There Can Only Be One

If you know me personally, you know that my first year of college was extremely eye opening and an experience that I desperately and truly needed. You know that I spent many of the last months transforming, learning, and discovering more and more about myself. It’s been amazing. My year at Loyola Marymount has easily been the best year of my life so far, the more time that passes from May 5th, the more heartbreak I feel. I spend every day wishing I was back on campus.

Of course, there were a few things that happened in the last year that were less than desirable or challenging, but if I could go back I wouldn’t change anything.

However, one change that I’m going to try to adopt for my sophomore year is that I need to get out of the mindset that “there can only be one”.

Within my friend group, we’re all distinct and different, but somehow it works. There’s Jessie, the vegetarian art major who loves parmesan. Aisea, the Basque lover of bread, the finance major. Mackenzie, the film and television major, Harry Potter loving “cool and collected” one. You get the idea. Everyone has things that define them. This is obvious, but this is also where I struggle.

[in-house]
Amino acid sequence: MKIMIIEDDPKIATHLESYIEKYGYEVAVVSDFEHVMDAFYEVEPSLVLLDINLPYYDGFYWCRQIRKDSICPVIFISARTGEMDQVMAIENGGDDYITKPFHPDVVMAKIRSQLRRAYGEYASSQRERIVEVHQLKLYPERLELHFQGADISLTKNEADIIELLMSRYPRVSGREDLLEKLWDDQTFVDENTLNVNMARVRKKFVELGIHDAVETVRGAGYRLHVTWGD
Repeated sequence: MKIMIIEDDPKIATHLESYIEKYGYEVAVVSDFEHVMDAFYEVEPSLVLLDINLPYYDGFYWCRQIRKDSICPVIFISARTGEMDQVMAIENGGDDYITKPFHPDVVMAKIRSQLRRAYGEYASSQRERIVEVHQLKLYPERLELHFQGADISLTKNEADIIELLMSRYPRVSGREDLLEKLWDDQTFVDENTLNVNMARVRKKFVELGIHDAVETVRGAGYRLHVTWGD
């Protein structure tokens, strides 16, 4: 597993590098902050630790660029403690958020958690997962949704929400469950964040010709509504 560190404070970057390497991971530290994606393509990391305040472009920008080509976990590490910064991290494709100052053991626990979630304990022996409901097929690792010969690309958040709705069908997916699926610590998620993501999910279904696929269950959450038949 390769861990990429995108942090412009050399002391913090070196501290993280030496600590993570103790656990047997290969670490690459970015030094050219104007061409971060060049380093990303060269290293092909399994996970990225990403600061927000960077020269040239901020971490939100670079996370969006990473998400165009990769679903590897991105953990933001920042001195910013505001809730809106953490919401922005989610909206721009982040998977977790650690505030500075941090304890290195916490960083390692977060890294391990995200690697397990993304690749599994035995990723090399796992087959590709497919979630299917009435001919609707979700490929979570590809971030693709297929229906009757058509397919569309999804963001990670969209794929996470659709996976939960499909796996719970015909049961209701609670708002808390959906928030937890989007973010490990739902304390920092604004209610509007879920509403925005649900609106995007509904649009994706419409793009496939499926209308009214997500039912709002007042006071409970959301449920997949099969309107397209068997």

I think when I started college I wasn’t exactly sure where I was going to end up. In high school, I was everywhere all at once, a part of everything. In college, I knew I wanted to have a few things I could really focus on instead of spreading myself thin, but I still struggled with “defining” myself. This is where my friendships come in.

I struggled with their defining qualities because they often overlapped mine. There’s one aspect of one of my life that is fairly unique that people always associate with her because she has somewhat similar experiences, which is hard for me (trying to keep this vague, I don’t want this to be a cry for help or call anyone out). I often feel like my feels are invalid or lesser when compared to her, so sometimes when I’m having it (seemingly) worse than she does I get frustrated because I don’t want to act like my problems are so much bigger and worse than hers.

It’s something I’m just going to have to get over, but it’s hard when people always ask her about this “quality” while I’m sitting here silently suffering. I just feel like I’m being overlooked sometimes, or people will tell me that others have it worse.

Other people’s pain doesn't make me feel better about mine. I’m still hurting.

Lizzie Bromley